4. I usually visit the Inlet Deli where my friend Mike Anderson's daughter, Jennifer, used to work when she was a teenager. What clue did the young gal have that I was over 40 (other than the obvious) when I bought three newspapers to read on the beach. Used to be you couldn't find a paper unless you went early in the day. Now, you've got plenty to wrap fish in because fewer people buy them (some habits are hard to break even for a cellular Renaissance man). I observed some people reading books (older), and not one person reading a paper on a calm day. I saw some older folks using a Kindle on the flight to Philly, but that's another story. Why read when we can connect, see and hear?

5. I was able to monitor the Eagles-Saints game Sunday -- all day -- on my iPod and the Jets fans who shared this beach located equidistant between Philadelphia and New York were also snagged peeking. The Giants fans were free because their team played Sunday night -- unless they wanted to know how other NFL teams were doing. And during the USC game, I got the urge to throw my phone into the sea -- don't ask.

6. For two days the weather was so bad on this barrier island that there were predictions of tidal flooding, high winds, etc. When I turned to Harvey Cedars emergency radio station -- you know, the one that would lead an evacuation over the only bridge that connects the island with the mainland -- they had minimal weather information and mostly public service announcements. Local radio stations did better, but weather and emergency info on demand took the day -- smart phone apps and Harvey Cedar's own municipal emergency site that it did keep current.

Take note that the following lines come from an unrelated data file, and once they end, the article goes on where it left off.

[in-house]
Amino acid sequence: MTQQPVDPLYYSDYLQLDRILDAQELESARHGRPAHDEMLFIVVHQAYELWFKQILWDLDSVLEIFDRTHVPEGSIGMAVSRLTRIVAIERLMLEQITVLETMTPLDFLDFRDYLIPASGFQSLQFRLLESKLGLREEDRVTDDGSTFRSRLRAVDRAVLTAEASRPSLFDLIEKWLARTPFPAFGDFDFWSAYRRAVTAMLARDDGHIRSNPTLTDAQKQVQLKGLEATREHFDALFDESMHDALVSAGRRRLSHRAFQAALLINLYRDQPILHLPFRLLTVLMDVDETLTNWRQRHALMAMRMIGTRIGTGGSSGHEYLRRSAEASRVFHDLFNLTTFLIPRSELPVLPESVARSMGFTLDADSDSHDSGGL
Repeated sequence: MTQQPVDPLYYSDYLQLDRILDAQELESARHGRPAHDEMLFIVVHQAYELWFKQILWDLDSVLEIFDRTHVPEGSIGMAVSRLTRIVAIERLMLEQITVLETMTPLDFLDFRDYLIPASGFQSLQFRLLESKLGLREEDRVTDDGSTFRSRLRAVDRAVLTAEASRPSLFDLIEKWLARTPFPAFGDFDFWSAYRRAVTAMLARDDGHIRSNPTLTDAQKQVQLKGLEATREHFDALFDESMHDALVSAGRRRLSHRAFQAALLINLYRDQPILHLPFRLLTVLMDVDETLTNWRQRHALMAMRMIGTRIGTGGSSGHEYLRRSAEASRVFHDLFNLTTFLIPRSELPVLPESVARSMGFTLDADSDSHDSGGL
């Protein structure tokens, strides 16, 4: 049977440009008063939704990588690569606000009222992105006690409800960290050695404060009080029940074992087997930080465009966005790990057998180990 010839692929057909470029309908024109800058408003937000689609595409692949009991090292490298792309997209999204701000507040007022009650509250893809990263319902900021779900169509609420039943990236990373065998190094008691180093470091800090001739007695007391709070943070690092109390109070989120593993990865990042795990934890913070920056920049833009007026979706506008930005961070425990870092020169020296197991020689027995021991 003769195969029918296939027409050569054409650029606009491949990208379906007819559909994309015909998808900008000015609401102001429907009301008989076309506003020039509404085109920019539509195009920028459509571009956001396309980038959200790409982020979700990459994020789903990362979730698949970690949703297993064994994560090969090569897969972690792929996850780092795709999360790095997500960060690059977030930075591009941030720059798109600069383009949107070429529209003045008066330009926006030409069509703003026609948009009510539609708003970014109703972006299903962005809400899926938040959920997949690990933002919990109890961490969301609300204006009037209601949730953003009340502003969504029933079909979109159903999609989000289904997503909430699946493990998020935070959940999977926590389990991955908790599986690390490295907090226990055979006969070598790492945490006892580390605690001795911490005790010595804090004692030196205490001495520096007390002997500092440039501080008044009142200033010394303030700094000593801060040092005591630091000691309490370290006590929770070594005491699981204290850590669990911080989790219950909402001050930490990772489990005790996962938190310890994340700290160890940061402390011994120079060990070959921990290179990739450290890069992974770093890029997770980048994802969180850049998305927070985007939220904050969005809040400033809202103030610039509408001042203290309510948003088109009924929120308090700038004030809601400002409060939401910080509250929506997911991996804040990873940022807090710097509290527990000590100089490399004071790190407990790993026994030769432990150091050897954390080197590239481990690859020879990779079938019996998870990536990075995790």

Many of my readers confirm or enhance observations like these when I write about how massive the sociological switch is from traditional media to online, mobile and social networking sites.

What is worthy of note is that although the next generation lead this socio-techno change, Gen X and even baby boomers are also modifying their habits. They want it when they want it as well -- on demand.

All this doesn't seem to worry my programming, managerial or sales friends who are being forced to do radio the big "C" way (Cumulus, Clear Channel, Citadel).

They know that radio people have all the skills necessary to do better terrestrial broadcasting for the available audience as well as port their skills over to new media.

Their bosses may not know or care right now - but they know.

To borrow a salty analogy: they know the wisdom to fish where there are fish.

We can do this -- and will -- once bankruptcy kills off one or more of the reasons the radio industry is failing to respond to generational media changes currently taking place.

For those of you who would prefer to get Jerry's daily posts by email for free, please click here. IMPORTANT: Your subscription will not become “active” until you open an email from Feedburner immediately sent to your email inbox or spam filter.

Thanks for forwarding my pieces to your friends and linking to your websites and boards.